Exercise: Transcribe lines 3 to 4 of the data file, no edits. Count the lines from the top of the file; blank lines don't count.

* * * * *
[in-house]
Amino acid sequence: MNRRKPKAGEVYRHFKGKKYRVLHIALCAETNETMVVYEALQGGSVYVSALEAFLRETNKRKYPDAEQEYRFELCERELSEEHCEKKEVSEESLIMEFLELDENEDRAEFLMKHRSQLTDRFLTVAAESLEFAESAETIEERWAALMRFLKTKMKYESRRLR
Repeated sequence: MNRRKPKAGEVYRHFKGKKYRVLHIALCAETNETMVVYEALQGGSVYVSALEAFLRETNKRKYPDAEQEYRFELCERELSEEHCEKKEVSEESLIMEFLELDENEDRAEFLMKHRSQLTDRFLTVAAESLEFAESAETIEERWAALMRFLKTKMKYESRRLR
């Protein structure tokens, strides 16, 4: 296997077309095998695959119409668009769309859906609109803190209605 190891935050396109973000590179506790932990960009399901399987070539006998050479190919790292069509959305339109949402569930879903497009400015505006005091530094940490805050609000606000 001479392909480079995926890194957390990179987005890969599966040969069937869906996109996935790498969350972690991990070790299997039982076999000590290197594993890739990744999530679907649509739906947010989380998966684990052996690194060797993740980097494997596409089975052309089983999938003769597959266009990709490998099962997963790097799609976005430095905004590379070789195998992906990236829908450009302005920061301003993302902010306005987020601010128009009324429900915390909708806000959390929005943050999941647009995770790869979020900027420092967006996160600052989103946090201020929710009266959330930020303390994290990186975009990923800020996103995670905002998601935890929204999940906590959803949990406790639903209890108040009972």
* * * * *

Repeated sequence: MNRRKPKAGEVYRHFKGKKYRVLHIALCAETNETMVVYEALQGGSVYVSALEAFLRETNKRKYPDAEQEYRFELCERELSEEHCEKKEVSEESLIMEFLELDENEDRAEFLMKHRSQLTDRFLTVAAESLEFAESAETIEERWAALMRFLKTKMKYESRRLR
């Protein structure tokens, strides 16, 4: 296997077309095998695959119409668009769309859906609109803190209605 190891935050396109973000590179506790932990960009399901399987070539006998050479190919790292069509959305339109949402569930879903497009400015505006005091530094940490805050609000606000 001479392909480079995926890194957390990179987005890969599966040969069937869906996109996935790498969350972690991990070790299997039982076999000590290197594993890739990744999530679907649509739906947010989380998966684990052996690194060797993740980097494997596409089975052309089983999938003769597959266009990709490998099962997963790097799609976005430095905004590379070789195998992906990236829908450009302005920061301003993302902010306005987020601010128009009324429900915390909708806000959390929005943050999941647009995770790869979020900027420092967006996160600052989103946090201020929710009266959330930020303390994290990186975009990923800020996103995670905002998601935890929204999940906590959803949990406790639903209890108040009972």